Silence again, and I began to think all was over, but suddenly there was another shrill sort of yell from the crowd, and from the back of our hut, amid a tremendous uproar from all present and the beating of "lalis" (drums), appeared a procession of about fifty warriors in their usual picturesque get-up, all brandishing large war-clubs. They paraded into the square in very stately fashion, singing in their curious and savage discords, and then went through some grand dances, keeping wonderful time with their clubs and bodies, and from time to time giving forth a loud yell which was really thrilling. They next rushed backward and forward brandishing their clubs and killing an imaginary foe, and then clapped their hands together in even time. Then off came the "tapa" from around them, and the heap was made still larger.
Another yell from the crowd. Then silence, followed by more speaking, and every now and then a deep "Ah-h" from all present, which sounded like distant thunder and was most impressive. Then all the people clapped their hands and chanted a few words in low suppressed voices, and the ceremony, lasting between four or five hours, was over. From time to time a man would approach the "Buli" and fall down on all fours and clap his hands before he could speak. I felt at times as if I was watching a comic opera or a ballet, and there were many amusing incidents. I think honours were fairly easy between the big show and myself, as the people kept whispering and looking around at me the whole time. I never passed a hut without causing excitement, and there would be cries of "papalangai" and a mass of faces would appear at the doors. Wherever I went I was followed at a respectful distance by a crowd of girls and children, but if I turned to retrace my steps there was a panic-stricken rush to get out of my way. On one occasion a little child of about two years old yelled with fright when I passed near it. I was much astonished that a white man should make such a stir in any part of Fiji, but it is only so in very out-of-the-way villages such as these. I was exceedingly lucky to witness these ceremonies, as they were the most important ones that had taken place in Fiji for many years, and few of the old white residents had seen their equal. I was all the more lucky, as I never expected to see them when I started from Suva.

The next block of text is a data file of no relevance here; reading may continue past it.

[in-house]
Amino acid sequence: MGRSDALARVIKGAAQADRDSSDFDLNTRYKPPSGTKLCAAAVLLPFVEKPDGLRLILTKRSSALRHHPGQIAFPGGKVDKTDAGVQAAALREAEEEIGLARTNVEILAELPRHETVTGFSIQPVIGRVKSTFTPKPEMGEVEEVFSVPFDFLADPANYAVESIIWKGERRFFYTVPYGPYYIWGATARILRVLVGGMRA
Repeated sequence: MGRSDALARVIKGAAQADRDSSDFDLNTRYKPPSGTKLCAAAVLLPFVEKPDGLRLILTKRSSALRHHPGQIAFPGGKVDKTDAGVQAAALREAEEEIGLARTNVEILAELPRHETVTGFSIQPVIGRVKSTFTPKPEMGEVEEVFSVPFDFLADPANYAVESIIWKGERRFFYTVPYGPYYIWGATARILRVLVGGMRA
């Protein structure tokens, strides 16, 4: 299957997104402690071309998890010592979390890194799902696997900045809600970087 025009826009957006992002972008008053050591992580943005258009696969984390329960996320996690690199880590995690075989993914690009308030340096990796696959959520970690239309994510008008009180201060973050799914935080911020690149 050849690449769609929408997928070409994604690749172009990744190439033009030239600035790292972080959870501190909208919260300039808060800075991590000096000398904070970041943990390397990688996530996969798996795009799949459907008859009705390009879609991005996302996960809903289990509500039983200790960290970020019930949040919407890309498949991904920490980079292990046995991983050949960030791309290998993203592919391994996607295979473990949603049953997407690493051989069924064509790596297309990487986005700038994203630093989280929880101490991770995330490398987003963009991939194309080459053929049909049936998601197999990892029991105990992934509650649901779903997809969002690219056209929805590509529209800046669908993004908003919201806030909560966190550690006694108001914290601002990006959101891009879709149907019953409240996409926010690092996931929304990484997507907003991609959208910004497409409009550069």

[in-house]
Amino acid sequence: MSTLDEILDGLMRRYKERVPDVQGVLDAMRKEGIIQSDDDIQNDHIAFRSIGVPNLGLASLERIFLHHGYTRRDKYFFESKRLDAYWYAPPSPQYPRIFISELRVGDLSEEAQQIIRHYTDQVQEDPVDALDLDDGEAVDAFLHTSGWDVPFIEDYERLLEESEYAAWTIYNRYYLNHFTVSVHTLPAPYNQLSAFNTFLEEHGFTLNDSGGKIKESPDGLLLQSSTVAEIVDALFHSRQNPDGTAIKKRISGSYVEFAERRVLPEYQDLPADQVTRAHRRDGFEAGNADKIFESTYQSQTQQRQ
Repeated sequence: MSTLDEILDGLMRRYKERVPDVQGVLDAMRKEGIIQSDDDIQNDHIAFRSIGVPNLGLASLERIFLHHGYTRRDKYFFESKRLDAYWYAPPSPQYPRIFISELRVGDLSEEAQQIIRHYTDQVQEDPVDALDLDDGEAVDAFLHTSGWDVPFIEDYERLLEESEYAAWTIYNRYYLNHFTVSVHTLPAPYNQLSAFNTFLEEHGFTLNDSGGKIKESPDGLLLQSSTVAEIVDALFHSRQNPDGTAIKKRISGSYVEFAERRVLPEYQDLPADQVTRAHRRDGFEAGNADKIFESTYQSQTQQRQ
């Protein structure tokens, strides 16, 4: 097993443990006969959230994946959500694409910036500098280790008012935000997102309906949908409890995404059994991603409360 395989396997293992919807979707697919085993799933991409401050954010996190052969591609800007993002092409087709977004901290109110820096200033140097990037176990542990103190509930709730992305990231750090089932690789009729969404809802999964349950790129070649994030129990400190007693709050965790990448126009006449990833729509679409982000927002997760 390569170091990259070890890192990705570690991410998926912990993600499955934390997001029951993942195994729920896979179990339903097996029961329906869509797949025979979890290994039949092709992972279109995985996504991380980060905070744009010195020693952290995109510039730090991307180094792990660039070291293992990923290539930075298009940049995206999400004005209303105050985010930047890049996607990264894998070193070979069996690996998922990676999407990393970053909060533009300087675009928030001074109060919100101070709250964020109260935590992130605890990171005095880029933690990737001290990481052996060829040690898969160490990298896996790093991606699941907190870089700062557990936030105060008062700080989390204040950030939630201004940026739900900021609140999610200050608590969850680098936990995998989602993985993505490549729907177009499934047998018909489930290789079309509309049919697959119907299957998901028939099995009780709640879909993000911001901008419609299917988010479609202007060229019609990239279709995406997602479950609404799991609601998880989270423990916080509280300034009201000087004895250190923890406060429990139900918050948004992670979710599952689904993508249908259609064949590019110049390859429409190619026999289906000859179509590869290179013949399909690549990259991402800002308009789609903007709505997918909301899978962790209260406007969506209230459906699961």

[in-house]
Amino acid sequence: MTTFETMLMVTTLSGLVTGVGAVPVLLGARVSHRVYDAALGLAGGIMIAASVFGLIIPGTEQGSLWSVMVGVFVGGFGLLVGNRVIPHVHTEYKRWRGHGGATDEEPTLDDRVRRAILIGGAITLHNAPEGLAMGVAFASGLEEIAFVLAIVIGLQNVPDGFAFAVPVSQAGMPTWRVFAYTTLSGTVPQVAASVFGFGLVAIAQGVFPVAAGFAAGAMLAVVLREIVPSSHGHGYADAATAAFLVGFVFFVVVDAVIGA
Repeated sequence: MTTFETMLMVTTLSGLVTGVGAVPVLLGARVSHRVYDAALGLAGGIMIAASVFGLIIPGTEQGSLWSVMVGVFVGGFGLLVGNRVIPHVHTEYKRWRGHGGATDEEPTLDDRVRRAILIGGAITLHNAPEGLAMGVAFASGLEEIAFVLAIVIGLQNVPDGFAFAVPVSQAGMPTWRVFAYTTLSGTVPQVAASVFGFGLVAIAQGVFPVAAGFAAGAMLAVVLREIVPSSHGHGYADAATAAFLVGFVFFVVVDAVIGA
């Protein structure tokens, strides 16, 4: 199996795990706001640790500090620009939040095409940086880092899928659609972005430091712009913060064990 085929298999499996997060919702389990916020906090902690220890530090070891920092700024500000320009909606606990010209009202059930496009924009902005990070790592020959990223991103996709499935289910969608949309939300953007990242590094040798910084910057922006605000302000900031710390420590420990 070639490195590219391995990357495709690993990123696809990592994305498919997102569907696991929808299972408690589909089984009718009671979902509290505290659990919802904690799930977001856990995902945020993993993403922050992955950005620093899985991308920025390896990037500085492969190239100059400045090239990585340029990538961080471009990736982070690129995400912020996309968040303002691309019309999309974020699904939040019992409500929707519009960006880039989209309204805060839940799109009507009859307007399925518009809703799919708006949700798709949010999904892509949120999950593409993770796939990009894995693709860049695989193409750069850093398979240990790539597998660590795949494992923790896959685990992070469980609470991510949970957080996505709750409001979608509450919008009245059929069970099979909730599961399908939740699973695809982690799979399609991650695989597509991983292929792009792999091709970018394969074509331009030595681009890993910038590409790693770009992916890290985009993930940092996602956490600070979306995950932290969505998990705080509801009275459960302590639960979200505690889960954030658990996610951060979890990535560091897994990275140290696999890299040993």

The next morning I said "Samoce"  (good-bye) to the great "Buli," who, though he was a big chief, was not above accepting with evident glee the few shillings I pressed into his hand, and with Masirewa and two fresh bearers continued my journey in the pouring rain. Once we had to swim across a swift and swollen river, then we went over steep hills, down deep gullies, wading through streams and passing all the time through thick forests. We stopped once to feed on wild pineapples, the pink "kavika." and the golden "wi," but Masirewa was a bad bushman and slipped, and stumbled, swore and grumbled, and many times I had to wait till he came up with me. We followed a deep and beautiful gulch for some distance, wading all the way through a shallow stream which flowed over a natural slanting pavement with a smooth surface, and I found it hard to keep my footing. We got a magnificent view from the top of a high hill of the country to the eastward, with large rivers winding among beautiful undulating wooded country as far as the eye could reach. We passed through but one village, named Naqeldreteki, and from here I saw two very fine waterfalls falling side by side over a steep cliff several hundred feet straight drop into the forest below. It was about here that I came across a most beautiful sort of fungus of a bright scarlet and orange, and in the shape of a perfect star.